Even with the nation at war and casualties mounting, some Pentagon officials evidently believe that one way to reduce military families' stress is to teach them to laugh. Its "laughter instructor," retired Army Col. James Scott, holds therapeutic sessions around the country with National Guard families that feature walking like a penguin and blurting "ha ha hee hee and ho ho," according to a January USA Today story. Said Scott, "The guiding principle is to laugh for no reason (which is) one of the reasons it works so well for military families."
Packing heat, juice box
After her 11-year-old son was suspended for twice bringing a loaded handgun to school, Linnea C. Holdren, 43, said the matter was pretty much beyond her control. "I can't lock up his guns," she told police. "They belong to him, and he has a right to use them whenever he wants to use them." (The boy was expelled in January, and Holdren, who is a teacher at her son's Shickshinny, Pa., elementary school, has been charged with felony endangerment.)
Denmark's government ruled in 2001 that institutionalized citizens have the right to have sex and that caregivers must even take them to visit prostitutes. (Prostitution is legal in Denmark.) According to a January dispatch from Aarhus, Denmark, in London's Observer, Mr. Torben Vegener Hansen, 59, who has cerebral palsy and lives at home on government assistance, is challenging the government also to pay for prostitutes to make house calls, claiming that he is unable to have sex manually because of his illness and must be accorded this "human right" by a service similar to the government's meals-on-wheels program.
Stroke of genius
Researchers for Finland's Helsinki University of Technology's Air Guitar Project recently demonstrated software that allows a player's finger movements along the imaginary instrument to be set to music from a library of guitar sounds. According to a November New Scientist report, the virtual guitar hero wears special gloves, allowing his gestures to be tracked by camera. Researcher Aki Kanerva expects players even to develop a distinct air guitar style.
Max whacks wax
Two physicians, in a December note in the Canadian Medical Association Journal, wrote glowingly of the ability of the Super Soaker Max-D 5000 squirt weapon to quickly and safely loosen severely impacted earwax (knowledge learned from an emergency use when no standard ear-syringing equipment was available). In fact, they wrote, since the Super Soaker holds much more water than the standard equipment, using it would actually shorten patients' office visits. (However, the Super Soaker was obviously not anticipated for medical use; its awkward design assured that both patient and doctor would be drenched by excess spray.)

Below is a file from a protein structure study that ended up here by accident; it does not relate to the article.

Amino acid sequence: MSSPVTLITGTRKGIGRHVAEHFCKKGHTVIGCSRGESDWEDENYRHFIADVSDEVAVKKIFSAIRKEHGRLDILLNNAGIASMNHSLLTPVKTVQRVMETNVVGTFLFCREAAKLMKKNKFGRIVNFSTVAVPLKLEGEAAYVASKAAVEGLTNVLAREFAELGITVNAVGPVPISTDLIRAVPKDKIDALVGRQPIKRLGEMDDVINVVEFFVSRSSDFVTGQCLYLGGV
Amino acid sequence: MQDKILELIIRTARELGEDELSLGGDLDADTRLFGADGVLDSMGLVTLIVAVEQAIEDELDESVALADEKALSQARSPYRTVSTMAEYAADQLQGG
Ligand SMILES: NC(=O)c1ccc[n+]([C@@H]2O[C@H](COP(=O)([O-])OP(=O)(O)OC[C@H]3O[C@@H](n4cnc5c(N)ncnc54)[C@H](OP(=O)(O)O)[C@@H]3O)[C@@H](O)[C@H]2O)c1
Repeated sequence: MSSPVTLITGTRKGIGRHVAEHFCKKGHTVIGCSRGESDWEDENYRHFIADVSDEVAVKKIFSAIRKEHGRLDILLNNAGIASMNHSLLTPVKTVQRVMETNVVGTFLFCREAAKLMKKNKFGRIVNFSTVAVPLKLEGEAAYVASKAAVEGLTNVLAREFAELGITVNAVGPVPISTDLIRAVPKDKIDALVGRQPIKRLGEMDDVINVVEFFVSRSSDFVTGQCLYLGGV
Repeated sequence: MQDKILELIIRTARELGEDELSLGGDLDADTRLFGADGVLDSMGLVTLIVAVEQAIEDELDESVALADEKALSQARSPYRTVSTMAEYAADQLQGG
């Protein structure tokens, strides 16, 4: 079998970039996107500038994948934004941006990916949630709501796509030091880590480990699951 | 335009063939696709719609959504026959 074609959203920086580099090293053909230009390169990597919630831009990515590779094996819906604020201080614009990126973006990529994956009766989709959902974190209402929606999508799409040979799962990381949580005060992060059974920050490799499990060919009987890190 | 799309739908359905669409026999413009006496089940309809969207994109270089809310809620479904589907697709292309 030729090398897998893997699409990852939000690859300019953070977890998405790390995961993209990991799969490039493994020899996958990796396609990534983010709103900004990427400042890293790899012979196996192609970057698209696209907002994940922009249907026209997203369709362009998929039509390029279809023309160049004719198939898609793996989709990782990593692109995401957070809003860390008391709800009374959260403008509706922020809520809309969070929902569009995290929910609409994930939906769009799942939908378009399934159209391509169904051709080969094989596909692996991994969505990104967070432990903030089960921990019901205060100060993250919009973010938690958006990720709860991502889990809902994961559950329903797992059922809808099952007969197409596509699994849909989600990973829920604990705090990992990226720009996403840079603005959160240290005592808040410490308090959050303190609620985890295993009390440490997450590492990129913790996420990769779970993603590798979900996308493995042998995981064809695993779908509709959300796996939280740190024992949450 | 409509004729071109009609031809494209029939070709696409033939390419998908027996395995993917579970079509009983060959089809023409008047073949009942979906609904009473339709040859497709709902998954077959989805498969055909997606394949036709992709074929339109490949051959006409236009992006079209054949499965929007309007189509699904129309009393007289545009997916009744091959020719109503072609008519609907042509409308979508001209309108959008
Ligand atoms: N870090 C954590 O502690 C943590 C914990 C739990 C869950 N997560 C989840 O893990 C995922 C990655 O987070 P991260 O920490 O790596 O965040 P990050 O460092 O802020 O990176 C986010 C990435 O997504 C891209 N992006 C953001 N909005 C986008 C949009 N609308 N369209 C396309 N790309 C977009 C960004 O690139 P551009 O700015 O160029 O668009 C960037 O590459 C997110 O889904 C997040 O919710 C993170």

Editors bury the lede
Researcher Jean-Louis Martin of the Universite Claude Bernard in Lyon, France, found (for a December British Medical Journal article) that consuming cannabis (marijuana) doubled motorists' likelihood of a fatal auto collision, and alarming news headlines about the report followed.
Less prominently noted in the article, and consequently in alarming news reports, was that drivers impaired by alcohol were six times more likely than an unimpaired driver to have a fatal collision, thus suggesting that the generally illegal drug cannabis is only one-third as dangerous for drivers as the legal drug alcohol.
We have the technology
Recently opened archives in Moscow show that in the 1920s, Soviet dictator Josef Stalin ordered his top animal-breeding scientist to create interspecies "super warriors." Stalin's half-men, half-apes would be "invincible," "insensitive to pain" and "indifferent about the quality of food they eat."
The Associated Press reported in October that Japan's Nippon Telegraph & Telephone Corp., in the course of video-game research, is developing a joystick-controlled headset that disorients humans and makes them move in certain ways — a benign "virtual dance experience," according to one researcher, with potential uses such as keeping the elderly from falling.
Scotland Yard agreed in January to pay the equivalent of about $52,000 to London police Sgt. Leslie Turner to settle Turner's claim that the reason he failed in a 2004 assignment was that he had been "overpromoted" to the job because he is black.
Turner explained that he had been given a job as a guard for Prince Charles and then as a guard for Camilla, the Duchess of Cornwall, without adequate training and, as a result, made mistakes that caused him to be reassigned.